Considering I have lived in Oxford for the best part of 20 years, it has taken me an inordinately long time to get around to reading an Inspector Morse mystery. ‘Last Bus to Woodstock’ was given to me as a birthday present by a friend, to help with the 50/50 challenge.
To start with I was concerned that I wouldn’t be able to read the book without constant flashing images of John Thaw as Morse and Kevin Whately as Lewis, as per the TV series. But that didn’t happen at all – because the characters I imagined were completely different from Thaw and Whately. My Morse was tougher, sexier, more vibrant – and my Lewis was nowhere near as insipid as his ITV counterpart.
Sylvia and her friend are waiting at the bus stop one night, but decide instead to hitch a ride. Sylvia is later found murdered, in the back yard of the Black Prince pub. Morse and Lewis are assigned to the case and eventually uncover the truth behind the events leading up to the death.
The plot to the murder mystery is intricate and tightly woven. However, I had some severe misgivings about the book. Firstly, I found it extremely frustrating that the clues were not planted throughout the narrative to allow me to work out whodunit. I don’t think I am a particularly dense reader, and the perpetrator turns out to be a character that has paid a fairly minor role in the drama. Morse has the details worked out by the end, and all is revealed in the last 20 pages. But, how frustrating. If there is no way to figure out the mystery, it just makes Inspector Morse (and Colin Dexter) seem like smug, supercilious know-it-alls.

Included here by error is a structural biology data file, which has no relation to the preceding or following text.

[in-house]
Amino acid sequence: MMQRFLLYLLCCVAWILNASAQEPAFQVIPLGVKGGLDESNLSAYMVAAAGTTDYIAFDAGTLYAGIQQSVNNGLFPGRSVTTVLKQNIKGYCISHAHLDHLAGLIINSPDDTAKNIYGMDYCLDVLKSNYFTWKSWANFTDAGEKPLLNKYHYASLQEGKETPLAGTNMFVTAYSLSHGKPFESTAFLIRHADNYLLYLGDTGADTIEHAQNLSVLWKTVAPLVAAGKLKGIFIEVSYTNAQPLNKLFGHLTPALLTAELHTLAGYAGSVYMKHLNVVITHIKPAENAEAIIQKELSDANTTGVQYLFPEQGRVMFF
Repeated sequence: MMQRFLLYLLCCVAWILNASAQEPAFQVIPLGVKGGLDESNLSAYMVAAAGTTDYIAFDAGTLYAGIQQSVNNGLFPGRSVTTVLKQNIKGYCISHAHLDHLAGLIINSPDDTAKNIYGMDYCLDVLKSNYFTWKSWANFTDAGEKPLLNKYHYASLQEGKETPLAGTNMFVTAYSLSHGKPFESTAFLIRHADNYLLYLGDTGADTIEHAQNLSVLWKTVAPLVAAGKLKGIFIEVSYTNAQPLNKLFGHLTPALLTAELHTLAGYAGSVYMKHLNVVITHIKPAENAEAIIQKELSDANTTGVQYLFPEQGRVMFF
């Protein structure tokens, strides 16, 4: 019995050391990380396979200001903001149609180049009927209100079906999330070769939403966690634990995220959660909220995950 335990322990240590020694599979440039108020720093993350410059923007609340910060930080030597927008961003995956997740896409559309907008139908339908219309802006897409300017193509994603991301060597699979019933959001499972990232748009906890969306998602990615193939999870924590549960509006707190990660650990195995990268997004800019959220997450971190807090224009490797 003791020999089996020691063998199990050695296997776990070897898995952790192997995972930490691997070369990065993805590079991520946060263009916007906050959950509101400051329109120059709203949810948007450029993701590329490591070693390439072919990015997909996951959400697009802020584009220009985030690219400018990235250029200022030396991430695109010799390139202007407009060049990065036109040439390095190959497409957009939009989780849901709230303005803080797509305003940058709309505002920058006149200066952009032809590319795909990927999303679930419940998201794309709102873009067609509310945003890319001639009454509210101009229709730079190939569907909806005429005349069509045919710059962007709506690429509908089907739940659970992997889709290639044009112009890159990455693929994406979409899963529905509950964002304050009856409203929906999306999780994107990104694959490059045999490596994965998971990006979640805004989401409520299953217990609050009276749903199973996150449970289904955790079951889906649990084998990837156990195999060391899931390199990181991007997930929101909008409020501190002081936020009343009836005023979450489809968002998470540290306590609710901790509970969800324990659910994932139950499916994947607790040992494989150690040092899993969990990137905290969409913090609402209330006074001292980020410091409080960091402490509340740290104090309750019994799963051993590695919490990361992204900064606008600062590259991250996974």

Which brings me to Colin Dexter. Notwithstanding the fact that ‘Last Bus to Woodstock’ was published in 1975 and social attitudes may have changed, Dexter’s portrayals of women are at best disparaging, at worst verging on the misogynistic. Females are either angels or whores, Morse is attracted to a young nurse in uniform and there was an uncomfortable sense that some of the characters felt that young Sylvia may have been ‘asking for it’ based upon what she was wearing.
Colin Dexter’s work has been highly praised but, if this book is indicative of the rest of the series, I am not a fan.
One thing I would add is that this actual book is of a beautiful quality. This edition, published by Pan, has smooth, creamy white pages, super-clear font and a lustrous cover. A joy to hold in my hands.